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31

Reduce your loan. Currently, stocks are especially in United States rather highly valued. If you subtract taxes, you probably won't exceed 6% per year over 10 years. By reducing the loan, you are having an investment that guarantees 6% return. See your situation like this: you have an investment with 6% guaranteed return. Most people don't. Now invest in ...


25

Don't buy a condo, that would be kind of a horrible idea, even if you can qualify. If it was me, I would stick it in a boring savings account, something like Ally. Once you graduate, get settled in potentially a new location, I would use the money to pay off your student loan. Until then, the money becomes an insurance policy to make sure you have ...


10

Criteria would be the ability for him to ... see the remaining balance. For just the two of you, a shared Google spreadsheet is far and away the simplest path to satisfying this criterion, while dwizum's answer handles the other two. EDIT: presuming you aren't charging him interest, here's an example spreadsheet.


7

For example, for a 100.000 loan with a 10% interest, basic logic would imply that you have to pay back 110.000. No. The interest rate is usually given per year, so for each year I owe you 100,000, I owe you an additional 10,000. But I don't owe you the full 100,000 all time long. If I pay you 20,000 at the end of the first year (10,000 interest and 10,000 ...


5

In this case, it likely makes very little difference, assuming you have your emergency fund earning ~2% interest the difference between paying your car loan off now or monthly over 7 months is just a few dollars. Are you comfortable reducing your emergency fund by $3k now to save a bit of interest? If you lost your job tomorrow would that $3k reduction ...


4

One option is to talk to a local bank or credit union, and see if your plans would integrate well into their online banking tools. You may be able to kill two birds with one stone - get him on a plan to pay you back, and also get him some exposure to "real" banking tools. For instance, my credit union has a tool in our online banking platform that lets you ...


4

I think you can safely pay it off. From your comment I see your emergency fund can cover 6 months of bills, and one of those bills is a car loan that you would no longer need to include in your emergency fund if you paid it off, so once you have 6 months or less remaining, then paying it off is mathematically correct if your interest rate is greater than 0%. ...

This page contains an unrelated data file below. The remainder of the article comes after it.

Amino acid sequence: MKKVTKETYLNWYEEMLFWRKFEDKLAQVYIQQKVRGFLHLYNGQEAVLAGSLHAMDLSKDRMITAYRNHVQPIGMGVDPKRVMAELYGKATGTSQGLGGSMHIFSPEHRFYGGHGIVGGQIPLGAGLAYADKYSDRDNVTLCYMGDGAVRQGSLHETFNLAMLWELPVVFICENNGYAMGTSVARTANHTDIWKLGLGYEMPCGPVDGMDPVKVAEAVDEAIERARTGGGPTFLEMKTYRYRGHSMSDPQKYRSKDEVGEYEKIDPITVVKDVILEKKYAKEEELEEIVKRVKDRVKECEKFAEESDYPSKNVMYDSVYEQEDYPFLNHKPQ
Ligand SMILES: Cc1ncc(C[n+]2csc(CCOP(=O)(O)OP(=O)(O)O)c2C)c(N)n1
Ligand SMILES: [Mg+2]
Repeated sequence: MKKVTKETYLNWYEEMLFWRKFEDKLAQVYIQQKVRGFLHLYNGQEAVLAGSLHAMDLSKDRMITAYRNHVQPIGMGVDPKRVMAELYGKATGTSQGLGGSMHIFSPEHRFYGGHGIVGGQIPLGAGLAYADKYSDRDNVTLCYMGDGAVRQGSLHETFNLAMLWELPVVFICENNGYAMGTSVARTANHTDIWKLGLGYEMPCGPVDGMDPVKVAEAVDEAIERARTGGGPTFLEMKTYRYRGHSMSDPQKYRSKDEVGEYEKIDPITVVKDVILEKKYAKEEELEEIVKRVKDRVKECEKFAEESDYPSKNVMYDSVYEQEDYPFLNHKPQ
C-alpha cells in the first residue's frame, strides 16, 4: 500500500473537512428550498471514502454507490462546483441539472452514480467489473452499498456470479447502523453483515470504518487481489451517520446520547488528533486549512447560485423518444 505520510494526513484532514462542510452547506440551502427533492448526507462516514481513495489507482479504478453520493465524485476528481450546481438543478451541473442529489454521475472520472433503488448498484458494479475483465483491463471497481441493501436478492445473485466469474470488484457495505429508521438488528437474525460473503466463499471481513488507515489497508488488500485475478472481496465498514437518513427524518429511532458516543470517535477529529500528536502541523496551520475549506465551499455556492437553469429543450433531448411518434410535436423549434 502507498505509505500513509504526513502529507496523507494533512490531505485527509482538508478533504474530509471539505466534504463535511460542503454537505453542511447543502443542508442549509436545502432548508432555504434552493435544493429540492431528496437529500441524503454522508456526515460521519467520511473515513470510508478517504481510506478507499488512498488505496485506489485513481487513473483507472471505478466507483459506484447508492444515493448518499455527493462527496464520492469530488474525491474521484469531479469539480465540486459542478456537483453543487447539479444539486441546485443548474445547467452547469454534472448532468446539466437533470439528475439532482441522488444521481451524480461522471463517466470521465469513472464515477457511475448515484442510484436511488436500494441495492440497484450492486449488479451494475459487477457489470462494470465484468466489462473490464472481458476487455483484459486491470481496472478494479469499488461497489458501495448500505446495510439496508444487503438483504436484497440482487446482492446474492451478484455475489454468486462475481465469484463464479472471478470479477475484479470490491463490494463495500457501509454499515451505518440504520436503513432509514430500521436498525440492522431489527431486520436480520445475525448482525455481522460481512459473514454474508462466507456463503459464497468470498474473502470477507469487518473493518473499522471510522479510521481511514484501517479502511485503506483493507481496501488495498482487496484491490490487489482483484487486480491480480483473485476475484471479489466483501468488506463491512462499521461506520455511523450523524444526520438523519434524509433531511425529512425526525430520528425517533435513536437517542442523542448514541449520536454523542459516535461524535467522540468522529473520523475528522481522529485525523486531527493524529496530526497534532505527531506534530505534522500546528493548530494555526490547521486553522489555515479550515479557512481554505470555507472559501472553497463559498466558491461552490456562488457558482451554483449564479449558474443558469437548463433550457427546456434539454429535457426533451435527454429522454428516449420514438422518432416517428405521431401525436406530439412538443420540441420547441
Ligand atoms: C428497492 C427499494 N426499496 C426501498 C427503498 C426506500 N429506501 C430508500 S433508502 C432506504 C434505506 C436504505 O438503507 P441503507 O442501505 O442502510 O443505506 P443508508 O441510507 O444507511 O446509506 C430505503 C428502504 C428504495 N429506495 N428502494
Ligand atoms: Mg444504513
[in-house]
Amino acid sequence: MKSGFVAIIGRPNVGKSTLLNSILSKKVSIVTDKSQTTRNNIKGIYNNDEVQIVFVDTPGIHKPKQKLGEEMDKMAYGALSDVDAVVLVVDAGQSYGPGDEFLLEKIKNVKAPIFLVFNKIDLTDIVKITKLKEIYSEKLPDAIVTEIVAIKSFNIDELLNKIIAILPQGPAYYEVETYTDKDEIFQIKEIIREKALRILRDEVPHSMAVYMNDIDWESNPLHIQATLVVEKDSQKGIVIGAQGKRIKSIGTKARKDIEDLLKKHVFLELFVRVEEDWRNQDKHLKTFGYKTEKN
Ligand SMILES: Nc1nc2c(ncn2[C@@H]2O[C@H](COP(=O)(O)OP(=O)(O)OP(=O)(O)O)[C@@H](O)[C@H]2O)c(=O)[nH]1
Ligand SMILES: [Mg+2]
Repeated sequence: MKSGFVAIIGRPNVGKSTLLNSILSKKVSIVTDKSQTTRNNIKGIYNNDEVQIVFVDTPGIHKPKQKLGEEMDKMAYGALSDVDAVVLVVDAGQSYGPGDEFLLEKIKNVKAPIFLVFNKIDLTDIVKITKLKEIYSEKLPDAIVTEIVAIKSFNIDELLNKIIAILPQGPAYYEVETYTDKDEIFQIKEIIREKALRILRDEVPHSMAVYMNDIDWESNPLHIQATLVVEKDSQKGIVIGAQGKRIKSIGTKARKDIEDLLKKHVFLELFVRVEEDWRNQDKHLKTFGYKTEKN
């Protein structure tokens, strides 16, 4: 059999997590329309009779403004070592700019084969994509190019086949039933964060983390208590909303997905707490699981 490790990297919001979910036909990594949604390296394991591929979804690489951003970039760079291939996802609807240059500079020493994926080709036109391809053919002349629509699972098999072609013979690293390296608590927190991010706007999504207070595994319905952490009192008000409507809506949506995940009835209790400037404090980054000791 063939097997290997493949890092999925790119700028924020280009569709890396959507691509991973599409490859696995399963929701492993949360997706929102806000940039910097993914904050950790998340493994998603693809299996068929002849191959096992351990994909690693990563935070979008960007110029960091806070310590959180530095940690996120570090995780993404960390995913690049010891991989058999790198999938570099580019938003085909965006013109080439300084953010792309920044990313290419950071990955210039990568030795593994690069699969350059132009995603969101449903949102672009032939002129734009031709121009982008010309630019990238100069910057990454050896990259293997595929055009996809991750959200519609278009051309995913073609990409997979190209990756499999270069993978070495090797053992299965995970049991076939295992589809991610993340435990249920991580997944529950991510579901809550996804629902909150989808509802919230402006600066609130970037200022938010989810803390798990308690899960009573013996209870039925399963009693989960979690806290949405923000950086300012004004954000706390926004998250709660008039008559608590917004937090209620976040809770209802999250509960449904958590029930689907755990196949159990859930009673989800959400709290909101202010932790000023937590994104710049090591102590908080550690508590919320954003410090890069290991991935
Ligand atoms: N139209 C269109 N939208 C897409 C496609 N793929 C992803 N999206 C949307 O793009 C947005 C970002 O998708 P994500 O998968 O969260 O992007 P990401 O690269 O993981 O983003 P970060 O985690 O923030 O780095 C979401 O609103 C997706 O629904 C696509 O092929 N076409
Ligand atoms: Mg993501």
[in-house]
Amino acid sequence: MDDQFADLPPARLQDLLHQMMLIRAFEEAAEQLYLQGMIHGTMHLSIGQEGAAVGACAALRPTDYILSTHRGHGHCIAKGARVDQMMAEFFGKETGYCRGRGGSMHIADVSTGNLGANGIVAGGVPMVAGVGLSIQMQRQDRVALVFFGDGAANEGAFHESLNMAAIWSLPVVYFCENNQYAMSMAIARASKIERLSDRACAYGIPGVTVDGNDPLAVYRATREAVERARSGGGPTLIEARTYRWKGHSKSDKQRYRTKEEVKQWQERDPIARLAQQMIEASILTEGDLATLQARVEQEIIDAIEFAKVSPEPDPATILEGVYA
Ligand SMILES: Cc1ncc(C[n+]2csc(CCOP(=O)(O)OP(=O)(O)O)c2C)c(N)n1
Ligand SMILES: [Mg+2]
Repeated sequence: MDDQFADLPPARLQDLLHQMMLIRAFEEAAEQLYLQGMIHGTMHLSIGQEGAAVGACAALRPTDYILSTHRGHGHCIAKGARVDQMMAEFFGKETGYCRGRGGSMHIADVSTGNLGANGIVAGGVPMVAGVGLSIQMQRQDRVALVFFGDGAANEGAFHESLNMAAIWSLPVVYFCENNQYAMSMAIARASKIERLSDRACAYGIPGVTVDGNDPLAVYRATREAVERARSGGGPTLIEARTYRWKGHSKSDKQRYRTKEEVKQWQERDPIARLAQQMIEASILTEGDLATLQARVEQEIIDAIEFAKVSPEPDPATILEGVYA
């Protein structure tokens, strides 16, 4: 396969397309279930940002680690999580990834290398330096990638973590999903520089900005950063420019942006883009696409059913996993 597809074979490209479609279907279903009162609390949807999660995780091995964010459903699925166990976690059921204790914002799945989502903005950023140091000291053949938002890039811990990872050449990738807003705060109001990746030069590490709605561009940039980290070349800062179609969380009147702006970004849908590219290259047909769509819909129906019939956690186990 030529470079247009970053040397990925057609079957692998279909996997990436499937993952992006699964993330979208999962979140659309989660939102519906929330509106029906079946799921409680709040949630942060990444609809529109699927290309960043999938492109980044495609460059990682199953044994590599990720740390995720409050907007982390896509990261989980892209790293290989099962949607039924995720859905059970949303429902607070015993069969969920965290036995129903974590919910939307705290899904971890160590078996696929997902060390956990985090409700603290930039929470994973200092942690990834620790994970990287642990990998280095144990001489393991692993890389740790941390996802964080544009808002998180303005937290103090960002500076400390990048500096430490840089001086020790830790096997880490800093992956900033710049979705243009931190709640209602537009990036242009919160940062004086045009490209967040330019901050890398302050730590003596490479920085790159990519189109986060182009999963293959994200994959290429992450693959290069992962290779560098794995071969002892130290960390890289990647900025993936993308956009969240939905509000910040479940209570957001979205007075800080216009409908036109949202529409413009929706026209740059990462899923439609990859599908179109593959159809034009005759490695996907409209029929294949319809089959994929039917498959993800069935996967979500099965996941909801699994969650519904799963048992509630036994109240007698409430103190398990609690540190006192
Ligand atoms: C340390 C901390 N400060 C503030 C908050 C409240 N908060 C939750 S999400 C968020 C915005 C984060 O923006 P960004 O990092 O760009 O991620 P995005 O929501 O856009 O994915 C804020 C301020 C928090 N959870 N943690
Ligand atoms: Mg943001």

4

Let's keep it simple: The money is a gift to the couple from the WKP. No income tax should be owed by the couple. The WKP, however, would owe gift taxes at the very least, and perhaps would face investigation over what kind of income the money was to them before they gave it away. It's possible that if the WKP has an unpaid tax bill, the IRS could go after ...


3

The reason why you owe more than the car is worth is due to the long term of the loan. The longer the term the more likely you will be underwater. The used car price is dropping due to the age of the vehicle, not just due to the mileage of the vehicle. The lender will require you to pay off the loan completely when the vehicle is sold. The car is their ...


3

juhist has a good answer, but it's only part of a full answer. Saving You should save a couple thousand so you don't rack up credit card or other debt due to everyday living expenses plus unexpected bills. You don't want to go broke because of car repair, health care bills, or something else you might not be able to predict or prevent. What you make after ...


2

It almost always makes the most sense to borrow in your home currency. The reason that there are different interest rates is because there are different inflation expectations. In this case, a lower EUR interest rate means that inflation is expected to be lower in Europe over time than the US. So let's look at it from a US homeowner's perspective. They are ...


2

We don't have enough info for this specific situation, but here's a checklist to follow: Emergency fund Depending on the difficulty of finding a job, save 3-6 months of living expenses. High-interest debt Credit cards, personal loans, anything over 10% APR needs to be reconciled immediately. Tax-advantaged accounts After high-interest debt, you should ...


2

My kids have asked me once or twice to cosign for something, and the answer is an absolute NO. Under no circumstances will I ever cosign for anyone. If you followed this site, there are plenty of questions from people who made the mistake of co-signing and suffering the consequences. Legally, there is no such thing as "co-signing". In reality, it means ...


2

You asked a slightly different version of this question on meta. For the sake of completeness, I'm going to largely answer this question by cutting and pasting material from that one. This is an interesting question because it allows for exploration of a larger topic: how do "the authorities" know the transaction had happened? Would the IRS, if they had any ...


2

The question conflates loans like bonds with loans like mortgages. A bond works like the example, borrow $100,000 and pay $10,000 in interest each year. At some point, the borrower has to pay off the $100,000. A mortgage is named such because the loan dies or ends (mort = root for death in romance languages). It is designed to have a constant payment ...


1

In a comment, you provided the following statement - which I feel is critical to understanding where your logic is breaking down (when compared to typical modern lending practices): You can stretch the repayments over multiple years and still keep the same amount The point you're missing is that interest is presented as a rate. It has a numerator and a ...


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